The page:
Gallbladder disease affects the gallbladder, which is a sac that sits just under your liver and is responsible for storing and concentrating bile, which helps with the digestion of fatty foods. When a person has gallbladder disease, they may have an infection, inflammation, stones, or blockage in the gallbladder.
There are several specific conditions that fall under the category of gallbladder disease. For example, cholecystitis is inflammation of the gallbladder, whereas chronic acalculous gallbladder disease occurs when the movements that naturally empty the gallbladder do not function as intended.
What causes gallbladder disease?
There are several potential causes of gallbladder disease. For example, gallbladder inflammation, or cholecystitis, is often the result of hard particles called gallstones, which can block the tube that bile passes through, causing inflammation. Gallbladder disease can also be caused by tumors, infections, blood vessel problems, or bile duct blockages. How can you lower your risk of gallbladder disease?
Gallstones are the leading risk factor for gallbladder disease, so you can lower your risk by taking steps to prevent the development of gallstones. Some preventive measures include maintaining a healthy weight through diet and exercise, but it is important not to drop weight too rapidly, because this can increase the risk of gallstones. It is also helpful to eat a diet that contains plenty of fruits, vegetables, and whole grains, because a high fat, low fiber diet can lead to the development of gallstones. How is gallbladder disease treated?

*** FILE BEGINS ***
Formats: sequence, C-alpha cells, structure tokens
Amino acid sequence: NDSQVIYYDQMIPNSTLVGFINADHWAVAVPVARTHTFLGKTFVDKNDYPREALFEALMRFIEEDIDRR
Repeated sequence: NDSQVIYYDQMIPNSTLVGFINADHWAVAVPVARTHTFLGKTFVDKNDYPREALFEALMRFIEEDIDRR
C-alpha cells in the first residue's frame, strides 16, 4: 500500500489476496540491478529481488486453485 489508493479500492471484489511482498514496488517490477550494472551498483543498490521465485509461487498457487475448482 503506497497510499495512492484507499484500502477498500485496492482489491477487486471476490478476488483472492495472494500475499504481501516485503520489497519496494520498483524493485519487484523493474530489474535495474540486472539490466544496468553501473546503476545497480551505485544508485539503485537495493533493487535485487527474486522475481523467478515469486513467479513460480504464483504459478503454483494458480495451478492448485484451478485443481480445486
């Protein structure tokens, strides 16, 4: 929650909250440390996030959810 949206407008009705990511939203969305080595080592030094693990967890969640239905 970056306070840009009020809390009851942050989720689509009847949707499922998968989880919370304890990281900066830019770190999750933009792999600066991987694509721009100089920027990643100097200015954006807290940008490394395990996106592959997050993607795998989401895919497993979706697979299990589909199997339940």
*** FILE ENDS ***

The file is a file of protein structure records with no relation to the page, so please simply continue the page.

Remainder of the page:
Treatment for gallbladder disease may require hospitalization to control inflammation. During this time, you may receive antibiotics and pain medications to treat your symptoms. You may also have to fast to allow your gallbladder to heal, and a doctor may give you fluids through a vein to prevent dehydration. If you have gallstones, a doctor will likely perform a procedure to remove them, but it is likely that you will eventually need surgery to remove your gallbladder. Fortunately, this is generally a minimally invasive procedure, in which a doctor makes a few small cuts in your abdomen.
- “I started to experience severe pain in the upper right area of my stomach right by my rib cage, and it radiated all the way to my back.”
- “I felt nauseous and had stomach pain after meals, and I started to have diarrhea all the time.”
- “I noticed that I looked jaundiced, and my urine was darker than usual. I also had severe abdominal pain along with nausea and vomiting.”